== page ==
If there’s something Dennis Lehane always knew he was good at, it was writing.
What he didn’t always know was that one day, he’d not only make a living out of what was once just a hobby but he would transport some of his stories to the big screen, working with the likes of Martin Scorsese, Clint Eastwood and Ben Affleck.
“Where I grew up, it wasn’t really considered a viable career option, so I took a bunch of different safety majors and realized that I sucked at everything else,” said Lehane, who earned his masters degree at Florida International University. “So when I went to my parents and said ‘I wanna major in creative writing,’ they kind of said: ‘Oh well, you kinda suck at everything else.’”
As of 2023, Lehane has published 15 novels and a short story, five of which have been adapted to the big screen—projects directed by Eastwood, Affleck, and Scorsese.
“Certainly, when Clint Eastwood came along, that was a big deal,” said Lehane. “Not just because he’s such a big name, but because I was a big admirer of all of his films and the way he ran his company.”
The adaptation of Mystic River, his most sold book, received six Academy Award nominations in 2004. It won two, for Best Actor (Sean Penn) and Best Supporting Actor (Tim Robbins). Lehane made a cameo appearance in the film; he is seen briefly waving from a car at the end of the film.
“I knew that whoever would come for it would at least be serious,” said Lehane in an interview for January Magazine in 2001. “Then we got a phone call and it was Clint Eastwood. I was like: ‘Clint Eastwood?’ I mean, come on. And it’s not just because he’s an icon. As a film buff I’ve been following him as a director since Play Misty for Me, his first movie, and I think he’s a fascinating director and I think he’s right for this material.”
While he currently lives in California, Lehane often finds inspiration in Boston, his hometown, when creating new characters and plots for his stories.
“It’s just a fun city, it’s very interesting, very beautiful. It’s a very varied place,” said Lehane. “I don’t know if I’m a total cheerleader for it, I just know that I found it a very interesting place to grow up.”
Despite his attachment to New England, some of Lehane’s formative years unfolded in Florida.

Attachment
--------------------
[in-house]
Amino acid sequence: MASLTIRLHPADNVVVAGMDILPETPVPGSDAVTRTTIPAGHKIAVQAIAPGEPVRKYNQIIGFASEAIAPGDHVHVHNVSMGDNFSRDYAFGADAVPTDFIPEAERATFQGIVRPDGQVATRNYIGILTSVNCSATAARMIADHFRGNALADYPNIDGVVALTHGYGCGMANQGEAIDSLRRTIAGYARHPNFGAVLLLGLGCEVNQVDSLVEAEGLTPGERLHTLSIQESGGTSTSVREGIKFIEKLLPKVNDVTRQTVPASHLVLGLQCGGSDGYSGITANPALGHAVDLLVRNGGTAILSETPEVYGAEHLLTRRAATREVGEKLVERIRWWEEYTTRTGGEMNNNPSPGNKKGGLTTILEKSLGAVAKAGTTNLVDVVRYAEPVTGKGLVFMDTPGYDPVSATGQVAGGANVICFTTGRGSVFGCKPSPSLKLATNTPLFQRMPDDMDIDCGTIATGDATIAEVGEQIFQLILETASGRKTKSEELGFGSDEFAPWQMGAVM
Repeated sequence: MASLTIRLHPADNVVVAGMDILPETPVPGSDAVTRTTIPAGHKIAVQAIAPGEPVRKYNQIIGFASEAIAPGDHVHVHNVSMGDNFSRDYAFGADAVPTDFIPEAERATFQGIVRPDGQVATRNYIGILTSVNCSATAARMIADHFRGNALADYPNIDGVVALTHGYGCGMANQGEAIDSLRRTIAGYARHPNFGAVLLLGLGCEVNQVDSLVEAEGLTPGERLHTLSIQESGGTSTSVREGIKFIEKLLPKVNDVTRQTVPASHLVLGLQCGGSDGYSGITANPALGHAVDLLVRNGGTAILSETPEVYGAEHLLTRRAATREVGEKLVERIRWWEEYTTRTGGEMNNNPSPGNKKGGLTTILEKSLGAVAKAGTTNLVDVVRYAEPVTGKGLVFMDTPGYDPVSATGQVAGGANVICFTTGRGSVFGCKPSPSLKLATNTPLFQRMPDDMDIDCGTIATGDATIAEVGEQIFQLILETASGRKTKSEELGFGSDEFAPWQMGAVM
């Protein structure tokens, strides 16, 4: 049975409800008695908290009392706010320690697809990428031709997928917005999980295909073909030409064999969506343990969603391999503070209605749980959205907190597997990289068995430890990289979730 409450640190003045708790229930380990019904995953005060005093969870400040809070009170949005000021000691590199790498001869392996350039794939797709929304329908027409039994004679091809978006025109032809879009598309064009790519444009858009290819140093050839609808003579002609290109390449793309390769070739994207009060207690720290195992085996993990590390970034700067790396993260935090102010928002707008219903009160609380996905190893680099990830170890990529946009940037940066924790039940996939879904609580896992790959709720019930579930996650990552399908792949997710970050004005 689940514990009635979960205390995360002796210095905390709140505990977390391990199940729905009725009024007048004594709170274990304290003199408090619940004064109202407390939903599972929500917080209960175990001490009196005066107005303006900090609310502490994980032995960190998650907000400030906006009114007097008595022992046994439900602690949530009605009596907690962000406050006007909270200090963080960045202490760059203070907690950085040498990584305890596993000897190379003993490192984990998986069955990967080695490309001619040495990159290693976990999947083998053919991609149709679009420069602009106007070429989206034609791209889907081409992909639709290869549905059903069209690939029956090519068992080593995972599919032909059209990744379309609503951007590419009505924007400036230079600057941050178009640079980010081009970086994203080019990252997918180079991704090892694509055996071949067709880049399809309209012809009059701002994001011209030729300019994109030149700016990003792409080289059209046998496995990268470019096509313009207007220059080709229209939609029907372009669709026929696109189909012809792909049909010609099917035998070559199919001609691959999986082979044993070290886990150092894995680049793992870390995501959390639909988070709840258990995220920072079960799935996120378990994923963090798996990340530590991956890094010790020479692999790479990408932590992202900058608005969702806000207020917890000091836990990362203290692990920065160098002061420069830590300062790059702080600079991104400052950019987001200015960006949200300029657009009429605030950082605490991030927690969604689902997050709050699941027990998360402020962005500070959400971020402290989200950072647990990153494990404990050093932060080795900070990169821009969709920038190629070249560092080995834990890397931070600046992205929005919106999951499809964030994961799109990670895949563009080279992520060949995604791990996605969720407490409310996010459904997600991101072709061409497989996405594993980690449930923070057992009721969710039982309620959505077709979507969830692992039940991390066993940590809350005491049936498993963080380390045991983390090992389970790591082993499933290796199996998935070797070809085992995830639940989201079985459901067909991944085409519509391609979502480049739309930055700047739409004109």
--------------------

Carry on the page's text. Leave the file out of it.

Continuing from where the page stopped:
He earned his undergraduate degree from Eckerd College in St. Petersburg in 1988. After a few years of indecision and distress about the future, he followed his roommate to FIU and enrolled in its creative writing graduate program, and received his masters degree in 2001.
“I was kind of ruthless, I was in my mid-twenties, I didn’t know what I was really doing with my life at that point, so I was like ‘I think I’ll hide for another couple of years,’” said Lehane.
The Boston native is very close to current FIU creative writing professors Les Standiford and John Dufresne, who he met during his time at FIU.
“When I met him, he was already a good writer. I like to think I taught him something, but he was already doing pretty good when he showed up,” said Dufresne. “I did direct his thesis, and I and the people in the committee, we liked what he did but I asked him to rewrite one story. It took him two years to do it, and what it became was Mystic River.”
Dufresne also recalls Lehane’s passion for writing, and how he’d often spend his free time working on his craft.
“He and his friends had an apartment up here in Hollywood. Sometimes, I’d go over there with friends, just to hang out and have a beer. He would sit at the kitchen table while the other guys were playing video games and drinking, and write the whole time,” said Dusfresne. “He had the passion for it and the determination, so that’s how he got to where he is.”
But even though he lived in South Florida for a few years, the city never influenced his craft, as he felt he would have just repeated what other writers were doing.
“At that point, Miami was very much a hub for crime writing, which is what I was starting to grow interested in, but a lot of people were doing it,” said Lehane. “I was like, ‘if this many people are working in Miami, the town’s too filled. There’s no space for me.’ So I went the other direction.”
While Lehane has also written for multiple TV shows and movies in the past, he recently dipped his toes into non-fiction with Black Bird, a miniseries based on James Keene’s 2010 autobiography. Keene was a drug dealer who became an undercover operative for law enforcement.
Lehane said writing scripts and books are both rewarding in their own way, but writing novels is much harder.
“With books, it’s only you and the reader, and that’s the only people in that relationship,” said Lehane. “Whereas when you do a film or you do a TV show, there’s 200 people who are weighing in on that interpretation.”
When it comes to producers buying rights to his novels, he’s careful in who he chooses to handle the material.
“You have to divorce yourself from being precious about the material, but I think even more importantly, it’s about who you sell it to,” said Lehane. “I don’t sell to big, large conglomerates, I sell it specifically to producers. You get involved with quality people and then you hope for the best.”
Looking back at his journey, Lehane realizes that writing and chasing his next projects is a big part of finding happiness in life.
“I just want to be running after the next thing—that’s when I’m happiest,” said Lehane.